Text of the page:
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Find video protocols related to scientific articles indexed in Pubmed.
The plant formin AtFH4 interacts with both actin and microtubules, and contains a newly identified microtubule-binding domain.
J. Cell. Sci.
PUBLISHED: 03-23-2010
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The dynamic behaviour of the actin cytoskeleton in plants relies on the coordinated action of several classes of actin-binding proteins (ABPs). These ABPs include the plant-specific subfamilies of actin-nucleating formin proteins. The model plant species Arabidopsis thaliana has over 20 formin proteins, all of which contain plant-specific regions in place of the GTPase-binding domain, formin homology (FH)3 domain, and DAD and DID motifs found in many fungal and animal formins. We have identified for the first time a plant-specific region of the membrane-integrated formin AtFH4 that mediates an association with the microtubule cytoskeleton. In vitro analysis shows that this region (named the GOE domain) binds directly to microtubules. Overexpressed AtFH4 accumulates at the endoplasmic reticulum membrane and co-aligns the endoplasmic reticulum with microtubules. The FH1 and FH2 domains of formins are conserved in plants, and we show that these domains of AtFH4 nucleate F-actin. Together, these data suggest that the combination of plant-specific and conserved domains enables AtFH4 to function as an interface between membranes and both major cytoskeletal networks.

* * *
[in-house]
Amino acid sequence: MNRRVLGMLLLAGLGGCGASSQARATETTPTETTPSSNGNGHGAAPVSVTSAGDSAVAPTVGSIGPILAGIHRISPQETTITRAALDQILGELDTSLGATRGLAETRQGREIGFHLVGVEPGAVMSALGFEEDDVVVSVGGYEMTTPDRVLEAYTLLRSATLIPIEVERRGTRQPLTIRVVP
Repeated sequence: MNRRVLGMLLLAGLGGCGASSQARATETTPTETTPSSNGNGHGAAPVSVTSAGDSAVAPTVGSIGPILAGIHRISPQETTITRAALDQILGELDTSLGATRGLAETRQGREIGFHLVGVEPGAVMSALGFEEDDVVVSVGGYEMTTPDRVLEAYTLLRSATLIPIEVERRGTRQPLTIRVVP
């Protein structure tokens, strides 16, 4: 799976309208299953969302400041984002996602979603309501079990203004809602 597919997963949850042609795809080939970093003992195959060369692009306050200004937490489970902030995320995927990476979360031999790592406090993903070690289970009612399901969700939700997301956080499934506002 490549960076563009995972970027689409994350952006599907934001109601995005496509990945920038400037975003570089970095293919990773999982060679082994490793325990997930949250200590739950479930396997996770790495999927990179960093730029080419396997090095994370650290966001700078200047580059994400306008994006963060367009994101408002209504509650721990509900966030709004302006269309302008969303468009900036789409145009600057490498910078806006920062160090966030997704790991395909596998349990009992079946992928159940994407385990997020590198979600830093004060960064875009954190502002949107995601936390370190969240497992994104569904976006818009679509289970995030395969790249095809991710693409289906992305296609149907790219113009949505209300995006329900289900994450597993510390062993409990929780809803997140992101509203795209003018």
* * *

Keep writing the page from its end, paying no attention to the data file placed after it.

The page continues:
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What is Visualize?

JoVE Visualize is a tool created to match the last 5 years of PubMed publications to methods in JoVE's video library.

How does it work?

We use abstracts found on PubMed and match them to JoVE videos to create a list of 10 to 30 related methods videos.

Video X seems to be unrelated to Abstract Y...

In developing our video relationships, we compare around 5 million PubMed articles to our library of over 4,500 methods videos. In some cases the language used in the PubMed abstracts makes matching that content to a JoVE video difficult. In other cases, there happens not to be any content in our video library that is relevant to the topic of a given abstract. In these cases, our algorithms are trying their best to display videos with relevant content, which can sometimes result in matched videos with only a slight relation.